Health & Safety

May 10, 2013

Campaign encourages drivers to ‘buckle up’

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Directorate of Emergency Services

Staff Sgt. Nicholas Young, an instructor/writer with Company D, 2-13th Aviation Regiment, prepares for a drive by buckling his seat belt, the first thing drivers and passengers should do when they enter a vehicle. Seat belts have been proven to save lives and their use is mandatory. The Fort Huachuca Provost Marshal Office, Directorate of Emergency Services, will join thousands of law enforcement officers, across 50 states, in participating in the national 2013 “Click It or Ticket” enforcement mobilization, May 20 to June 2.

The Fort Huachuca Provost Marshal Office, or PMO, Directorate of Emergency Services, will join thousands of law enforcement officers, across 50 states, in participating in the national 2013 “Click It or Ticket” enforcement mobilization, May 20 to June 2. The PMO Department of the Army civilian and military police are part of the national team stepping up high-visibility enforcement in an effort to save more lives and cracking down on motorists not wearing their seat belts.

More motorists need to get the message – wearing seat belts saves thousands of lives across America each year. While this year’s “Click It or Ticket” enforcement mobilization runs for about two weeks, motorists will know officers are out enforcing seat belt laws year-round.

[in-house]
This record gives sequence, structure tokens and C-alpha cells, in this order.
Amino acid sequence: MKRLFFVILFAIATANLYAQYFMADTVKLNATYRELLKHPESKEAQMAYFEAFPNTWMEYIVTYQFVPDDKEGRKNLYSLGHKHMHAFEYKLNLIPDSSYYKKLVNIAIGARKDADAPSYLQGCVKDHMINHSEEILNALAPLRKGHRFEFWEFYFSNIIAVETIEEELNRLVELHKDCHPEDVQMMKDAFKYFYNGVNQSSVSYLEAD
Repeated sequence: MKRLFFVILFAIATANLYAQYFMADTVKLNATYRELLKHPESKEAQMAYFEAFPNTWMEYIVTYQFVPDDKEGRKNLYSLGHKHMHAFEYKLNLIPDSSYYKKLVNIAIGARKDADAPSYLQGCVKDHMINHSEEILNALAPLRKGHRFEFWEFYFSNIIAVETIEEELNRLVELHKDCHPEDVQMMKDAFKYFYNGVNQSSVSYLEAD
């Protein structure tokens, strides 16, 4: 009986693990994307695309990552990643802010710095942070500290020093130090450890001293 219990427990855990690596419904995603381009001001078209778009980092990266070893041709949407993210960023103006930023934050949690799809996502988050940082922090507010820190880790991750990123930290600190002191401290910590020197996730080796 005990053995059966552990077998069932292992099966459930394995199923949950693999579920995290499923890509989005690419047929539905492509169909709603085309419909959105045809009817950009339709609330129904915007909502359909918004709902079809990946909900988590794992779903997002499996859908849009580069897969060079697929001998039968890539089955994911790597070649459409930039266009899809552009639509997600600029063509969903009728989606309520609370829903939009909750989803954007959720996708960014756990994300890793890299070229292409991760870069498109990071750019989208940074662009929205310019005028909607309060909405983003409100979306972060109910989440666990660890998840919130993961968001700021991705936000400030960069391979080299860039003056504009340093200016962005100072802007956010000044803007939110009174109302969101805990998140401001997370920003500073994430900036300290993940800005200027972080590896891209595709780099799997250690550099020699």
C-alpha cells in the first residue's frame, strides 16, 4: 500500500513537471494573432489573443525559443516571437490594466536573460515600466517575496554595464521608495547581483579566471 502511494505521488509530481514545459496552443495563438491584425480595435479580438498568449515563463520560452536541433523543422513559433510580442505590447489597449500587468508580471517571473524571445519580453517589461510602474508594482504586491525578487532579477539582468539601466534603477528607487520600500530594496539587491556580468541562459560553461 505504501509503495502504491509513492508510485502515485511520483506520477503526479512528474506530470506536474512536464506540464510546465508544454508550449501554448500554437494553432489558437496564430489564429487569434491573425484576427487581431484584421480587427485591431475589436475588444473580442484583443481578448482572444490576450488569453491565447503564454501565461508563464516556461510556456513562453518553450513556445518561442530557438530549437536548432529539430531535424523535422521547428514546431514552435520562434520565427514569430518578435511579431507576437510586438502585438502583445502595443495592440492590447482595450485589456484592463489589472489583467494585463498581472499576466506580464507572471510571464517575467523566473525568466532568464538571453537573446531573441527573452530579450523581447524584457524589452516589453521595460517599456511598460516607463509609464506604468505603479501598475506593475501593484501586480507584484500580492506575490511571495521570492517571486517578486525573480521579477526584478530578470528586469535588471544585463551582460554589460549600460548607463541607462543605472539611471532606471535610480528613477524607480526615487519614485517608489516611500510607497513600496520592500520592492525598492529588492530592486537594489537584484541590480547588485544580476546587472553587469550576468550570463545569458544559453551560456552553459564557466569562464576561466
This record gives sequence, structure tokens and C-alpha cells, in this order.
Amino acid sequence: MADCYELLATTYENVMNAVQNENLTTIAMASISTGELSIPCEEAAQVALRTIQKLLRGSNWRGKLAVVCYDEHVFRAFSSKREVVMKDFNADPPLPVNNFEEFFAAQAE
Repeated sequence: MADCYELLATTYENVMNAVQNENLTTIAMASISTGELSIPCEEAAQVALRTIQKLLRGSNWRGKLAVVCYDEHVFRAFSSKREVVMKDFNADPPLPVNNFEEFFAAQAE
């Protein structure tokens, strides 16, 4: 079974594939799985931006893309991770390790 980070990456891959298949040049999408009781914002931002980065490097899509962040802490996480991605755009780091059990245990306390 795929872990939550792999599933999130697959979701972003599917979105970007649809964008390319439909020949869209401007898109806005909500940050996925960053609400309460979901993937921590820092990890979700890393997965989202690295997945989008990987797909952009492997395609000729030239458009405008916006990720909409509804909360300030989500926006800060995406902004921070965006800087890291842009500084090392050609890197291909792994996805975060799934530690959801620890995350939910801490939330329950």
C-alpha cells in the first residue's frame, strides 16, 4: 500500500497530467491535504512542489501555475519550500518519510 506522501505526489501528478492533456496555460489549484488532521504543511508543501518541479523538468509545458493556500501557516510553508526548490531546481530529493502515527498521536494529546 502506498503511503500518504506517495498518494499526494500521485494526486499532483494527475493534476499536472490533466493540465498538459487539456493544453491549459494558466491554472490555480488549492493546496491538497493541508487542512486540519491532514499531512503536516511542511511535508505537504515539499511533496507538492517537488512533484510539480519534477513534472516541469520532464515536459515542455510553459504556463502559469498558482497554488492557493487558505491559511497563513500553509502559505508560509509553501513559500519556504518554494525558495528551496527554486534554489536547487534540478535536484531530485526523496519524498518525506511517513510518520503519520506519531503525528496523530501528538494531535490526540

During the 2012 mobilization, more than 100 tickets were issued on Fort Huachuca alone. Seat belt violations on post are $50 plus a $25 processing fee.

Seat belts saved an estimated 11,949 lives nationwide, in 2011 alone. Seventy-seven percent of passenger vehicle occupants thrown from their vehicles were killed in fatal crashes throughout that year. However, only one percent of crash victims who were buckled up were totally ejected from their vehicles, compared to 31 percent of those who were unbelted.

Motorists are 75 percent less likely to die in a rollover crash if they are buckled up. High-visibility enforcement is credited with increasing the national seat belt usage rate from 58 percent in 1994 to an estimated, observed usage rate, of 86 percent in 2012 – an all-time high.

In 2011, of the 21,253 passenger vehicle occupants who were killed in motor vehicle crashes nationwide, 52 percent were not wearing seat belts at the time of their fatal crashes. Younger motorists – young men in particular – are most at risk. Among 18 – 34 year old teens and young adults killed in fatal crashes in 2011, 64 percent were not buckled up at the time of the crash – the highest percentage of any age group. Motorists must buckle up every time they go out, both day and night.

The national “Click It or Ticket” mobilization is considered effective at increasing seat belt use and credited with many lives saved over the past years, but PMO officials say there is still much more for everyone to do. The law enforcement officers will conduct high-visibility enforcement, and everyone must encourage each other to buckle up. Collectively, these actions should aid in saving many lives in the United States.
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